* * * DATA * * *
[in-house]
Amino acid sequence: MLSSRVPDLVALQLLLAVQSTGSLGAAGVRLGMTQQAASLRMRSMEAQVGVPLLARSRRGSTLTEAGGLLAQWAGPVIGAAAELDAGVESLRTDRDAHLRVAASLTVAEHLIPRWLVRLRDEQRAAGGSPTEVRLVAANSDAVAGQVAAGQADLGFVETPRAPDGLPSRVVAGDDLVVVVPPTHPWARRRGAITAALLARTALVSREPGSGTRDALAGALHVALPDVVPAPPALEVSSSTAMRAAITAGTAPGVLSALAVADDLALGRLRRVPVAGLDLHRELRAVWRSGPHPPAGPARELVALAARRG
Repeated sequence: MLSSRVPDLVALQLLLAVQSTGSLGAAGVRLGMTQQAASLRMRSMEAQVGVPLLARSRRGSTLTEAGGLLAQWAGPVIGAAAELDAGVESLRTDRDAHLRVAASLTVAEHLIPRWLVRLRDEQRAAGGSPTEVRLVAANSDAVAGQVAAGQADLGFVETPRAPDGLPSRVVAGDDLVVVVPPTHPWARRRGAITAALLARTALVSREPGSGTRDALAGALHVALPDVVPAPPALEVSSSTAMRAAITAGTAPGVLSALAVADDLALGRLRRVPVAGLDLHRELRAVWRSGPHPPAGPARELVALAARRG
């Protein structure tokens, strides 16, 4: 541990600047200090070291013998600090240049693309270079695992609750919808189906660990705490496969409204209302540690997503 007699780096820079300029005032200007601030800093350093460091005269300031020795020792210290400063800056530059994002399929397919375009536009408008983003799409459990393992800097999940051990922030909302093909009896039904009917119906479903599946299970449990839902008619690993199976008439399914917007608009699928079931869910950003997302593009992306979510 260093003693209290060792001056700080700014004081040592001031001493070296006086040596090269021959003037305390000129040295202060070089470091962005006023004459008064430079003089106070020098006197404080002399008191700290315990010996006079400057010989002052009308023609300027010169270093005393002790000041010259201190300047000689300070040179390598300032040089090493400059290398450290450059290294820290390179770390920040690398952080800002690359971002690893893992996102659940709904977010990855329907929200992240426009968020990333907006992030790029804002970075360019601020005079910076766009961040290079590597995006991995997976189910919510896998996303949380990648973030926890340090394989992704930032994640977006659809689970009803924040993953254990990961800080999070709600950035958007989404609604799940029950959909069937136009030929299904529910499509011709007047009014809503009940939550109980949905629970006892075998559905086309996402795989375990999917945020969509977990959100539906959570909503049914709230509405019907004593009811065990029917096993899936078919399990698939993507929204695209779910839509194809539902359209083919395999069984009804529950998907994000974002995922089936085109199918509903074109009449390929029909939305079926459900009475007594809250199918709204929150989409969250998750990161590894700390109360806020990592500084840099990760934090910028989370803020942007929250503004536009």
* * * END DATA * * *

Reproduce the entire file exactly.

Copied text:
[in-house]
Amino acid sequence: MLSSRVPDLVALQLLLAVQSTGSLGAAGVRLGMTQQAASLRMRSMEAQVGVPLLARSRRGSTLTEAGGLLAQWAGPVIGAAAELDAGVESLRTDRDAHLRVAASLTVAEHLIPRWLVRLRDEQRAAGGSPTEVRLVAANSDAVAGQVAAGQADLGFVETPRAPDGLPSRVVAGDDLVVVVPPTHPWARRRGAITAALLARTALVSREPGSGTRDALAGALHVALPDVVPAPPALEVSSSTAMRAAITAGTAPGVLSALAVADDLALGRLRRVPVAGLDLHRELRAVWRSGPHPPAGPARELVALAARRG
Repeated sequence: MLSSRVPDLVALQLLLAVQSTGSLGAAGVRLGMTQQAASLRMRSMEAQVGVPLLARSRRGSTLTEAGGLLAQWAGPVIGAAAELDAGVESLRTDRDAHLRVAASLTVAEHLIPRWLVRLRDEQRAAGGSPTEVRLVAANSDAVAGQVAAGQADLGFVETPRAPDGLPSRVVAGDDLVVVVPPTHPWARRRGAITAALLARTALVSREPGSGTRDALAGALHVALPDVVPAPPALEVSSSTAMRAAITAGTAPGVLSALAVADDLALGRLRRVPVAGLDLHRELRAVWRSGPHPPAGPARELVALAARRG
């Protein structure tokens, strides 16, 4: 541990600047200090070291013998600090240049693309270079695992609750919808189906660990705490496969409204209302540690997503 007699780096820079300029005032200007601030800093350093460091005269300031020795020792210290400063800056530059994002399929397919375009536009408008983003799409459990393992800097999940051990922030909302093909009896039904009917119906479903599946299970449990839902008619690993199976008439399914917007608009699928079931869910950003997302593009992306979510 260093003693209290060792001056700080700014004081040592001031001493070296006086040596090269021959003037305390000129040295202060070089470091962005006023004459008064430079003089106070020098006197404080002399008191700290315990010996006079400057010989002052009308023609300027010169270093005393002790000041010259201190300047000689300070040179390598300032040089090493400059290398450290450059290294820290390179770390920040690398952080800002690359971002690893893992996102659940709904977010990855329907929200992240426009968020990333907006992030790029804002970075360019601020005079910076766009961040290079590597995006991995997976189910919510896998996303949380990648973030926890340090394989992704930032994640977006659809689970009803924040993953254990990961800080999070709600950035958007989404609604799940029950959909069937136009030929299904529910499509011709007047009014809503009940939550109980949905629970006892075998559905086309996402795989375990999917945020969509977990959100539906959570909503049914709230509405019907004593009811065990029917096993899936078919399990698939993507929204695209779910839509194809539902359209083919395999069984009804529950998907994000974002995922089936085109199918509903074109009449390929029909939305079926459900009475007594809250199918709204929150989409969250998750990161590894700390109360806020990592500084840099990760934090910028989370803020942007929250503004536009």